Receptors are how the body senses its environment. Upon the binding of a ligand, a receptor will initiate a chain of events that elicits a response. Our olfactory system depends on approximately 400 receptors to give us our sense of smell. Taste, however, operates with a much smaller number: The combination of only three members of the taste receptor type 1 (T1r) family can detect a wide range of sweet and savory flavours in humans.
"T1r heterodimers can perceive most sweet and umami taste substances," says Prof. Junichi Takagi of Osaka University. "To understand this perception, we looked at the atomic structure of the heterodimer."
Our bodies sense a flavour when an amino acid of the food binds to a heterodimer of two T1r members. Takagi is an expert of structural biology who studies the physical conformations of receptors upon binding to their ligands.
"The lock-and-key theory explains most ligand-receptor bindings. T1r is unusual because this theory does not seem to apply. We thought it would make an interesting research study."
Takagi was approached by Prof. Atsuko Yamashita at Okayama University who had been studying the T1r2-T1r3 heterodimer of medaka fish for years. This heterodimer binds to a wide range of amino acids for the perception of savory flavours. To measure the structure at the atomic level, they used Takagi's expertise as well as the synchrotron radiation equipment at RIKEN SPring-8 in Japan.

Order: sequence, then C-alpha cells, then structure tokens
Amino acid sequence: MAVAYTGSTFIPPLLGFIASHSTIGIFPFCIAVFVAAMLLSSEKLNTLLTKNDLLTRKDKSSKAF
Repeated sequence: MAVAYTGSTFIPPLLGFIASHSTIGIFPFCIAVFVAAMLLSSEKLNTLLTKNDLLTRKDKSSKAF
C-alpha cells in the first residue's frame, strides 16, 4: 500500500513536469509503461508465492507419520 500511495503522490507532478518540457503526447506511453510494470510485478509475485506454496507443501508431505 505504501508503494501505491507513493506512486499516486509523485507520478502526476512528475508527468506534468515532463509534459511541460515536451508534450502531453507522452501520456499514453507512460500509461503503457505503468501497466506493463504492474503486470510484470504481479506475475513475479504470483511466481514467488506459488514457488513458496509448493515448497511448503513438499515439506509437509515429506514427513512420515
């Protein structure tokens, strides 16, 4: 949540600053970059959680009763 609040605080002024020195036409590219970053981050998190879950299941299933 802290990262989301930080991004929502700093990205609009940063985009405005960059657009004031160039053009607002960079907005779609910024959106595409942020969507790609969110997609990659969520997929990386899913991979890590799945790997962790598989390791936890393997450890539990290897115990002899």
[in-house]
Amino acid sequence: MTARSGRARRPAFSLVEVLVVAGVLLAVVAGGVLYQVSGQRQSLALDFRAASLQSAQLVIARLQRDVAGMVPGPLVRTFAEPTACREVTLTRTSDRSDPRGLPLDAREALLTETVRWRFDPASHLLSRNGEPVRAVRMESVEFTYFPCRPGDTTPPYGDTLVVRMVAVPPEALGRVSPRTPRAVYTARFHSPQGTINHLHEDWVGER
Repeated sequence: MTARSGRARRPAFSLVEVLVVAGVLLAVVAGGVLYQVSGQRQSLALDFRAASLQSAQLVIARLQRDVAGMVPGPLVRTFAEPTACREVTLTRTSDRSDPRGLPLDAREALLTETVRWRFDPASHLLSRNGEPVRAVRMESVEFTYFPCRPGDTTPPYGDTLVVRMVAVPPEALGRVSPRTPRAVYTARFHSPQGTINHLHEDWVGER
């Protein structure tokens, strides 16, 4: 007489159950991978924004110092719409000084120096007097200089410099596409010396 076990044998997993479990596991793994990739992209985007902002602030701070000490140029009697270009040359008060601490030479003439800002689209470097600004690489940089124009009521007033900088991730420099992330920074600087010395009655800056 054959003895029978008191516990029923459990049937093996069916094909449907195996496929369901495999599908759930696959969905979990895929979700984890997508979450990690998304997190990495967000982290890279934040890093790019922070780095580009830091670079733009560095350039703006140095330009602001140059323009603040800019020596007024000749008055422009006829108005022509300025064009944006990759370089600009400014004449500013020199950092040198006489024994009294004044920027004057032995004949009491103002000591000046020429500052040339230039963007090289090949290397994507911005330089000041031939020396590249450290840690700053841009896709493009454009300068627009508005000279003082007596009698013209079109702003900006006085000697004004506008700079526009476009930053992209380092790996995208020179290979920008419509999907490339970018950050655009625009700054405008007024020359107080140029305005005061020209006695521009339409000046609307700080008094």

The research team found the heterodimer structure was approximately the same regardless of the amino acid bound, but the affinity for the amino acid was ensured together with the shell-structured water molecules around the amino acid. This characteristic could explain how a single heterodimer can bind to an array of ligands.
"We found the space in which the ligand binds T1r2 is much bigger than the ligand itself. This larger space could account for the structured water," Yamashita said. "The space in lock-and-key receptors is much smaller."
A similar property is found in receptors that pass different types of drugs, suggesting this mechanism may be constant for non-specific receptors.
Although formation of the heterodimer is necessary for perception, the findings indicated that T1r2 was responsible for detecting different amino acids and that binding to T1r3 did not have a direct role in recognizing flavours.
For preparation reasons of the receptors, the group chose to study the medaka fish T1r2-T1r3 heterodimer over the human version. Yet, because the T1r family is universal in higher-levels animals, these findings should make an informative model for taste sensation in humans.